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dc.contributor.authorSimmonds, Maureen J.
Lee, C. Ellen
Etnyre, Bruce R.
Morris, G. Stephen
dc.date.accessioned 2017-08-01T16:30:10Z
dc.date.available 2017-08-01T16:30:10Z
dc.date.issued 2012
dc.identifier.citation Simmonds, Maureen J., Lee, C. Ellen, Etnyre, Bruce R., et al.. "The Influence of Pain Distribution on Walking Velocity and Horizontal Ground Reaction Forces in Patients with Low Back Pain." Pain Research and Treatment, 2012, (2012) Hindawi: http://dx.doi.org/10.1155/2012/214980.
dc.identifier.urihttps://hdl.handle.net/1911/96010
dc.description.abstract Objective. The primary purpose of this paper was to evaluate the influence of pain distribution on gait characteristics in subjects with low back problems (LBP) during walking at preferred and fastest speeds. Design. Cross-sectional, observational study. Setting. Gait analysis laboratory in a health professions university. Participants. A convenience age- and gender-matched sample of 20 subjects with back pain only (BPO), 20 with referred leg pain due to back problems (LGP), and 20 pain-free individuals (CON). Methods and Measures. Subjects completed standardized self-reports on pain and disability and were videotaped as they walked at their preferred and fastest speeds along a walkway embedded with a force plate. Temporal and spatial gait characteristics were measured at the midsection of the walkway, and peak medial, lateral, anterior, and posterior components of horizontal ground reaction forces (hGRFs) were measured during the stance phase. Results. Patients with leg pain had higher levels of pain intensity and affect compared to those with back pain only (t = 4.91, P < .001 and t = 5.80, P < 0.001, resp.) and walking had an analgesic effect in the BPO group. Gait velocity was highest in the control group followed by the BPO and LGP group and differed between groups at both walking speeds (F(2.57) = 13.62, P < .001 and F(2.57) = 9.09, P < .001, for preferred and fastest speed condition, resp.). When normalized against gait velocity, the LGP group generated significantly less lateral force at the fastest walking speed (P = .005) and significantly less posterior force at both walking speeds (P ≤ .01) compared to the control group. Conclusions. Pain intensity and distribution differentially influence gait velocity and hGRFs during gait. Those with referred leg pain tend to utilize significantly altered gait strategies that are more apparent at faster walking speeds.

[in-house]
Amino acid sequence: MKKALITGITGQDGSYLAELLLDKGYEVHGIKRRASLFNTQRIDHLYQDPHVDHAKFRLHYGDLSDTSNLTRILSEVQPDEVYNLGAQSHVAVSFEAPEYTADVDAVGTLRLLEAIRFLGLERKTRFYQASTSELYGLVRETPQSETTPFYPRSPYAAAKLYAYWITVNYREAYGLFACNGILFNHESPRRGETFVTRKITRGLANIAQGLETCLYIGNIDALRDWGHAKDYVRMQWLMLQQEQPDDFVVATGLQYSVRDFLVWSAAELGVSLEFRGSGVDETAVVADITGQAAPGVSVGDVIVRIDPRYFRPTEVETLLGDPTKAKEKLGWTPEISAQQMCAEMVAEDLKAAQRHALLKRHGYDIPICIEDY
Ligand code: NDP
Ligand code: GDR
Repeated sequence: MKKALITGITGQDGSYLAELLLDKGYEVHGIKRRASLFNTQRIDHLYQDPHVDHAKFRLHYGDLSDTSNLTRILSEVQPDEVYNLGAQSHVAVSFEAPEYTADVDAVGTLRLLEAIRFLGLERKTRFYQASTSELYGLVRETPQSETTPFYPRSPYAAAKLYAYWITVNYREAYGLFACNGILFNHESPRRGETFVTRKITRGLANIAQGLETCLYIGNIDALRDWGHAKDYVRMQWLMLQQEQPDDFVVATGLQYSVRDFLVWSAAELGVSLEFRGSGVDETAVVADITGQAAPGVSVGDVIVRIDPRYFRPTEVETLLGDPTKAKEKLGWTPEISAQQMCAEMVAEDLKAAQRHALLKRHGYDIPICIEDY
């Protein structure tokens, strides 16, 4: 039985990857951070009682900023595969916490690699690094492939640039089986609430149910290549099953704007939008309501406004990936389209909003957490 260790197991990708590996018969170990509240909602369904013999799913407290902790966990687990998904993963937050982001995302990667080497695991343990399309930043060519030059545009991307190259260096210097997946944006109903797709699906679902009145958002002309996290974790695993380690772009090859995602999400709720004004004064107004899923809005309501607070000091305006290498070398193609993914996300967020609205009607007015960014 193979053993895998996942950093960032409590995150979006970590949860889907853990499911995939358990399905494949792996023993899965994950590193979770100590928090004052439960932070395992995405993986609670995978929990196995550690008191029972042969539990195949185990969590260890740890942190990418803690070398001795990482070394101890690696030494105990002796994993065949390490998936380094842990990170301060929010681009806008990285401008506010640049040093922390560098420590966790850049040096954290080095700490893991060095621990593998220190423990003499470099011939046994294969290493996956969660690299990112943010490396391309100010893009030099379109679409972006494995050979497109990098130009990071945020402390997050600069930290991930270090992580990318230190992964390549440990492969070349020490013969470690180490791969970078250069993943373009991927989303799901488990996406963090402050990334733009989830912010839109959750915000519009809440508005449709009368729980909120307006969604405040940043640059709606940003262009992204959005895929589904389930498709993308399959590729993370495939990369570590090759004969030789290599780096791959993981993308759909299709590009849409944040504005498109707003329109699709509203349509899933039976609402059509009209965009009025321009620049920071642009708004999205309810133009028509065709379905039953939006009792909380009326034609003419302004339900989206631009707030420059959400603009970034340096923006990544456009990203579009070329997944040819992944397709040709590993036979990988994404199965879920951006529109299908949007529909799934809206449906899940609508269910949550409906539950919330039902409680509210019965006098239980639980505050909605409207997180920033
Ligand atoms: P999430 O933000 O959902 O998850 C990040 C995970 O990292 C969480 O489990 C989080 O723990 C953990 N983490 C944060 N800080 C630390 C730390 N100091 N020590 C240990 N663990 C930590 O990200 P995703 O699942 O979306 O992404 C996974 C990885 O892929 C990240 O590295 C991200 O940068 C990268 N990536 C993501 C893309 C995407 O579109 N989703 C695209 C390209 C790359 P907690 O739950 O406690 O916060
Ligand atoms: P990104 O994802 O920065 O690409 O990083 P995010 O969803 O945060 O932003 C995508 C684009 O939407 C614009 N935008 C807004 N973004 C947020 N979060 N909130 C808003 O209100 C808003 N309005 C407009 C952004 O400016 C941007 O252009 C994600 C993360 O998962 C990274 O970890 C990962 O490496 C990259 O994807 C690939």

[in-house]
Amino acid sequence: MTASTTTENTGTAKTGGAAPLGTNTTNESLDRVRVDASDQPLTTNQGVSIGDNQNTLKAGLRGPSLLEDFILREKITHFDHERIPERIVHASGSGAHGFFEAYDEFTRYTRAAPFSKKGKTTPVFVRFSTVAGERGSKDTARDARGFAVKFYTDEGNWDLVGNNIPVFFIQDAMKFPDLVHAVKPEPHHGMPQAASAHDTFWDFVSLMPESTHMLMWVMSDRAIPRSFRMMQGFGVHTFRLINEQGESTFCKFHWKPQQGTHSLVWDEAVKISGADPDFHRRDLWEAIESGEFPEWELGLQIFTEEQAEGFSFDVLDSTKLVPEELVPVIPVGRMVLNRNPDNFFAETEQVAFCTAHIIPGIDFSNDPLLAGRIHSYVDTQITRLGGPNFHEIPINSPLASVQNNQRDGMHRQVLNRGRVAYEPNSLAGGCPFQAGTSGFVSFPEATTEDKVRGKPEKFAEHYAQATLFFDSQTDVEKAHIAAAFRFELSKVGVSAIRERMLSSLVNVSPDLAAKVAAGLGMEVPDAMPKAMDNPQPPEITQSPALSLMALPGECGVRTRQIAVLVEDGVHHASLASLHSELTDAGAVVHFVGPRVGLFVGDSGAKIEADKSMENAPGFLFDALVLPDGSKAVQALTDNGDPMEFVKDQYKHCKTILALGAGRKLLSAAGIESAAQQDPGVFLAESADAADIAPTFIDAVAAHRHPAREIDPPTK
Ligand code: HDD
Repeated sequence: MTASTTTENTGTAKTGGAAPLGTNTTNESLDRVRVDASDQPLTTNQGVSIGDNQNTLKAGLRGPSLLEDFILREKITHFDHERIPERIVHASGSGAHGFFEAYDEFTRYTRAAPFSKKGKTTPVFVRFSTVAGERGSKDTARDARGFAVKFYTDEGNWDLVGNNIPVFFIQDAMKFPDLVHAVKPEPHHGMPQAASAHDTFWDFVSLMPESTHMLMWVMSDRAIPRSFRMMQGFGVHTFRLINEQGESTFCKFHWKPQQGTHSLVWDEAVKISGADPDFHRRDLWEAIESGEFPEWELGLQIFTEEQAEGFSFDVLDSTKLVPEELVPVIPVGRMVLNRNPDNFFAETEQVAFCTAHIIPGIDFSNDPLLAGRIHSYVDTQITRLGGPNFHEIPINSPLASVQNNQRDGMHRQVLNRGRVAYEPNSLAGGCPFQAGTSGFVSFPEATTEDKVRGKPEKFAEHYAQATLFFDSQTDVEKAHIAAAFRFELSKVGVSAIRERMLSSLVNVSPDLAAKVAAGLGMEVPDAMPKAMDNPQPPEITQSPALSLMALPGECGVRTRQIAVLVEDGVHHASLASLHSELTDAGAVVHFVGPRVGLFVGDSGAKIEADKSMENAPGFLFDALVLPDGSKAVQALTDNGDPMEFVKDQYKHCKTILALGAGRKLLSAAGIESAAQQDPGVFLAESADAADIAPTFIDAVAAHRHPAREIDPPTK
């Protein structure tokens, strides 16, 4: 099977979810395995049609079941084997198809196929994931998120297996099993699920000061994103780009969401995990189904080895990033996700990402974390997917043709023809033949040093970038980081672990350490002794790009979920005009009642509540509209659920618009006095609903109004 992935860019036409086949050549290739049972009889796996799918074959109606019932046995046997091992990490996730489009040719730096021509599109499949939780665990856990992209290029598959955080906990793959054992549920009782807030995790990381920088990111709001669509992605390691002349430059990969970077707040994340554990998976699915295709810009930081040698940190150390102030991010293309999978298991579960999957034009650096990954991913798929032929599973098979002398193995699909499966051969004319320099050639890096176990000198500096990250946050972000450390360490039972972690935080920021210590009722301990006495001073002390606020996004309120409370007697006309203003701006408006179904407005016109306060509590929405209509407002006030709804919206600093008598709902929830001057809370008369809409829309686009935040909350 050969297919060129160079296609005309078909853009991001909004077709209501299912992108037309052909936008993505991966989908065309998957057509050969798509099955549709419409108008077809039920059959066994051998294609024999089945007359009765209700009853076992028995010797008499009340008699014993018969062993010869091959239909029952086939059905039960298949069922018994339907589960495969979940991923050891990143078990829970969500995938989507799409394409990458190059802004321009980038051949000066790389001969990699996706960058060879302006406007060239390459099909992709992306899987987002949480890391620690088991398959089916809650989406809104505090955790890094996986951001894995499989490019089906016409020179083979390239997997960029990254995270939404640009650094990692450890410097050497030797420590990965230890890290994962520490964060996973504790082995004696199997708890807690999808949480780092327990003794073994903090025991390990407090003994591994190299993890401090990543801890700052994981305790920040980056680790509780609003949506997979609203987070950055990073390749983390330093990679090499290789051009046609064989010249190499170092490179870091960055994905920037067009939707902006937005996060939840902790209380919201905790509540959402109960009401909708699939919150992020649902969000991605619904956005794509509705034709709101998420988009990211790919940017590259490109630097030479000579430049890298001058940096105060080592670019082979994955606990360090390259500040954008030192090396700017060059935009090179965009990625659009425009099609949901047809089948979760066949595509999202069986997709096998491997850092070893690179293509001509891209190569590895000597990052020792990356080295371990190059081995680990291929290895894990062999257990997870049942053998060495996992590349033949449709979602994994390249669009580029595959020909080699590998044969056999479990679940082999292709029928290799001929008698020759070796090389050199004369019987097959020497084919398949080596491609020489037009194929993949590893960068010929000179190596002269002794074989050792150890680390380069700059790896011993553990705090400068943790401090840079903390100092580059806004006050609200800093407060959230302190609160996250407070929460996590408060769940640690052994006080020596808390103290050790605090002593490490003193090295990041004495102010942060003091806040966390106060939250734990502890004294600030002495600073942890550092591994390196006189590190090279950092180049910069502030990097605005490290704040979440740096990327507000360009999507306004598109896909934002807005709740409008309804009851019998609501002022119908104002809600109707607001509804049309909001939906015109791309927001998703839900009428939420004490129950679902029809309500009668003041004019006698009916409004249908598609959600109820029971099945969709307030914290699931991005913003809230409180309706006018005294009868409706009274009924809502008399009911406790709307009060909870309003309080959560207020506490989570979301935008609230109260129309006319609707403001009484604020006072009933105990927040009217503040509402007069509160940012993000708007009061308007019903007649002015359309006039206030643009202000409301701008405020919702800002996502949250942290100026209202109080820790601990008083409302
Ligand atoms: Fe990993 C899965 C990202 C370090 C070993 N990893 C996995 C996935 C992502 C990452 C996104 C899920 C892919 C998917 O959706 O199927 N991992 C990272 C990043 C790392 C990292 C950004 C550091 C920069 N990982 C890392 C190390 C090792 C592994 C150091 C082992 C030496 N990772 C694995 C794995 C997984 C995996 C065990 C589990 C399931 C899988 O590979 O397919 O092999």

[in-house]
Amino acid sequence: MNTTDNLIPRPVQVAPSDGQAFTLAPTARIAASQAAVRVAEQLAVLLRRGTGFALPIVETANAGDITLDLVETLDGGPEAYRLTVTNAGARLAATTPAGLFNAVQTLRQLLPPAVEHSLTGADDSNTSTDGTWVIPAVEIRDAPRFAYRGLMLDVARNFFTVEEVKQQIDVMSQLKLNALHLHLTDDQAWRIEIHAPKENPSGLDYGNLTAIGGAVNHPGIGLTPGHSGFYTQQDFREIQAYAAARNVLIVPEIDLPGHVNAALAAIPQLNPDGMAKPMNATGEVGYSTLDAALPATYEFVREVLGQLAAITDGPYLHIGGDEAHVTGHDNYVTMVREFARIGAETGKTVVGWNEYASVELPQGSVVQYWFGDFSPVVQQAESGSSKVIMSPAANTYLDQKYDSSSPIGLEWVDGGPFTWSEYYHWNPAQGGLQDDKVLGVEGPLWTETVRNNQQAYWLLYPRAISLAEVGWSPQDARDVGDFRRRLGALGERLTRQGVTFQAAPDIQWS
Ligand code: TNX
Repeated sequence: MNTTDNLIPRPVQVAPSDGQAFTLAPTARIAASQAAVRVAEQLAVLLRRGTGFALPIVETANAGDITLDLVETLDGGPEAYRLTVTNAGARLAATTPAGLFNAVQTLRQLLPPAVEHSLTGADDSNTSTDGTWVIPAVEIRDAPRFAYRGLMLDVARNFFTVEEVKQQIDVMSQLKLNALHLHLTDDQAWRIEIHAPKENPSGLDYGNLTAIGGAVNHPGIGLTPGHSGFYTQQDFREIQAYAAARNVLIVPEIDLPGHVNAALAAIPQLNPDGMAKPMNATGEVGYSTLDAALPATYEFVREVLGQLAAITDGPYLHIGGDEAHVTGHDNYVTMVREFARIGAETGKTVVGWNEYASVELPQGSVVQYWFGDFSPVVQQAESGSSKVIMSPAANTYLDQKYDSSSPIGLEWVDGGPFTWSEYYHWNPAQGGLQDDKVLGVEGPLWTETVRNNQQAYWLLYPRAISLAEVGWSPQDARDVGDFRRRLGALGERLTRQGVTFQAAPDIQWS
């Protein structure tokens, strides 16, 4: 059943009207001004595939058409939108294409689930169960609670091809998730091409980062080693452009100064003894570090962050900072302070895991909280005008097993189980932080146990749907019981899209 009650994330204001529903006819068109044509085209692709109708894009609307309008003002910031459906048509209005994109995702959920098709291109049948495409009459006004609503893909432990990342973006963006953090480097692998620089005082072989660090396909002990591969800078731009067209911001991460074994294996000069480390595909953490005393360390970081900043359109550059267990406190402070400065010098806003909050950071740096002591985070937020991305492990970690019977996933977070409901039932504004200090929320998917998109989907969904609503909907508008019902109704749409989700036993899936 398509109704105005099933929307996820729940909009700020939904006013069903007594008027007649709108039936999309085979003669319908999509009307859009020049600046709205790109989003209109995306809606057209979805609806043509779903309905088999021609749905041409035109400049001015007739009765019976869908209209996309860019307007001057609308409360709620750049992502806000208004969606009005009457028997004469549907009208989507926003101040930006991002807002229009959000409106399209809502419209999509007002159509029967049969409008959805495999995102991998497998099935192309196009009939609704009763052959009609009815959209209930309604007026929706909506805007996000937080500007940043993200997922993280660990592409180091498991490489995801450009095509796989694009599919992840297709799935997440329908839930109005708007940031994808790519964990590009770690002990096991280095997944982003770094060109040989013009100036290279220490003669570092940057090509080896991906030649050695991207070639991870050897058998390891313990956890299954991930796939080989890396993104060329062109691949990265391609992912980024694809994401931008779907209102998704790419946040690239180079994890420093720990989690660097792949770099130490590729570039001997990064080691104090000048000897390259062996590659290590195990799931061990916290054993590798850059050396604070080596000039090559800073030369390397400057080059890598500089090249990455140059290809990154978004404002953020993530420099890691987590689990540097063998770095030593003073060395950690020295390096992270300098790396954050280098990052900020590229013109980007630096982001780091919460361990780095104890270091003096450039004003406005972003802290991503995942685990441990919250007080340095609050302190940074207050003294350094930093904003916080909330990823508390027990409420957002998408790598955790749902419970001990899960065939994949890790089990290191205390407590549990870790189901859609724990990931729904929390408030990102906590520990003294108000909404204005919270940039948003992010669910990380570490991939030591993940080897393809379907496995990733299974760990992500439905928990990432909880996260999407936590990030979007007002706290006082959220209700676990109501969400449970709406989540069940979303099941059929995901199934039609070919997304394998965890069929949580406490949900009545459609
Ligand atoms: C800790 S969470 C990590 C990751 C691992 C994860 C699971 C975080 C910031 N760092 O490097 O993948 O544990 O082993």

dc.language.iso eng
dc.publisher Hindawi
dc.rights This is an open access article distributed under the Creative Commons Attribution License, which permits unrestricted use, distribution, and reproduction in any medium, provided the original work is properly cited.
dc.rights.urihttps://creativecommons.org/licenses/by/3.0/
dc.title The Influence of Pain Distribution on Walking Velocity and Horizontal Ground Reaction Forces in Patients with Low Back Pain
dc.type Journal article
dc.citation.journalTitle Pain Research and Treatment
dc.citation.volumeNumber 2012
dc.identifier.digital Influence_Pain_Distribution
dc.type.dcmi Text
dc.identifier.doihttp://dx.doi.org/10.1155/2012/214980
dc.identifier.pmcid PMC3325118
dc.identifier.pmid 22550576
dc.type.publication publisher version
dc.citation.articleNumber 214980


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This is an open access article distributed under the Creative Commons Attribution License, which permits unrestricted use, distribution, and reproduction in any medium, provided the original work is properly cited.
Except where otherwise noted, this item's license is described as This is an open access article distributed under the Creative Commons Attribution License, which permits unrestricted use, distribution, and reproduction in any medium, provided the original work is properly cited.